Do you find it difficult to say “No”? 3 tips to make it easier

Do you often have a diary crisis?  Do you find your schedule is manic? Does it cause you stress wondering how you can get everything done in the day, week, month or year?  In today’s busy world, you are not alone!  One important way to manage your schedule better is to get better at saying “No”. So why is it so difficult to do?

In the past in my career as a Finance Transformation Manager, I have taken on too much work and this has had a negative impact on me.  I would work longer hours trying to squeeze it in, start to worry about it all which affects my sleep and my well-being, has a knock on effect to my family and it is the start of a very slippery slope.  And so I am much more careful about saying “No” nowadays.

So what makes it difficult to say No? 

Well it is usually our values or beliefs.  Perhaps helping others is an important value for you and therefore you want to do this as much as possible.  Perhaps there is some guilt about rejecting a person if you say no; a feeling that you are hurting the other person, letting them down or that they may perceive you as uncaring or unhelpful. Or perhaps you have this view that you can do it all or maybe you can play the martyr or victim because you have so much to do.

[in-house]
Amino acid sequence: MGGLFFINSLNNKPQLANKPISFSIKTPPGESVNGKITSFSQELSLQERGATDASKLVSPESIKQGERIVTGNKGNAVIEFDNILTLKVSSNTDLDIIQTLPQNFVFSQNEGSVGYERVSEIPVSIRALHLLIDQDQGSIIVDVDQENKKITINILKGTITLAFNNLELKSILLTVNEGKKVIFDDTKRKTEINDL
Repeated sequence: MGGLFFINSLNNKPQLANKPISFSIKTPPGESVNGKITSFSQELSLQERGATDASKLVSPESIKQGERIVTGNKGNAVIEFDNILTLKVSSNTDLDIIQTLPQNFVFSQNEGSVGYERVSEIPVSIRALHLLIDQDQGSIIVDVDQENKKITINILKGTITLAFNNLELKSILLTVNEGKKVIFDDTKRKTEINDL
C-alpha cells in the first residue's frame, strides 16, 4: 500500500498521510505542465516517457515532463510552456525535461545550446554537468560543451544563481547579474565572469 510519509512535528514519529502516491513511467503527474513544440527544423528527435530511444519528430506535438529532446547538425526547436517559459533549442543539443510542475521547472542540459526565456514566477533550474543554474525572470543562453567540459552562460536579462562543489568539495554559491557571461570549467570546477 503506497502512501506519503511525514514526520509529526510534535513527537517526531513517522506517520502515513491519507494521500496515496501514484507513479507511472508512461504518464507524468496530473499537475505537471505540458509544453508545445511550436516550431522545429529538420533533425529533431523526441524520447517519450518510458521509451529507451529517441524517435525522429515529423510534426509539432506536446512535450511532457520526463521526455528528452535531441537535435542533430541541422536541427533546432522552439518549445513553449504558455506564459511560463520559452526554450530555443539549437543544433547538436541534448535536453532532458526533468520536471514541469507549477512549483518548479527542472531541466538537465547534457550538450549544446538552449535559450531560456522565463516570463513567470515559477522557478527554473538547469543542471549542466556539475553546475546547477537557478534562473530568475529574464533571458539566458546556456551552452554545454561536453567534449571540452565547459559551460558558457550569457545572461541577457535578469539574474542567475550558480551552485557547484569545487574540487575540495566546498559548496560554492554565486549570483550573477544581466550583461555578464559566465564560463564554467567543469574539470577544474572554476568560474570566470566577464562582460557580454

What happens when you are asked to do something that you dont really have time to do or even want to do is you may:-

  • say “Yes” when you mean “No.
  • respond ineffectively suggesting an alternative which keeps the opportunity open
  • not respond at all keeping the other person hanging on waiting for answer.

3 tips to help say “No”

If this is a problem that you face here are 3 key tips to help you:-

1. Be assertive, courteous and say “No”

You can say something like “Thank you for asking me. I’m sorry, I can’t help you currently but I will let you know if, and when, I can”.  This approach is polite, clear and also empowers you to make a different decision in the future.

2. Pass on to someone else

You can say something like “Thank you for asking me. I’m sorry, I can’t help you currently but I know someone else who may be able to help you”. This approach is helpful providing the person with another source of assistance.

3. Set the appropriate boundaries

You can say something like “Thank you for asking me. I’m sorry, I can’t help do what you are asking but I could do this instead”.  This approach again empowers you to tell the person what you are prepared to do; maybe changing the timescale or the amount or type of work involved.

All of these responses put you in the driving seat over your time and availability and give a clear direction to the other person. 

It is also good to consider this from the other persons perspective. Wouldn’t you want to be told “No” and find another way forward rather than being kept dangling or find that you are creating unnecessary pressure?  I know I would!

In the words of Steve Jobs “It’s only by saying No that you can concentrate on the things that are really important.”

I wonder what things you could concentrate on that are really important to you…

Tracy, Your Catalyst for Change

Leave a Reply

Your email address will not be published. Required fields are marked *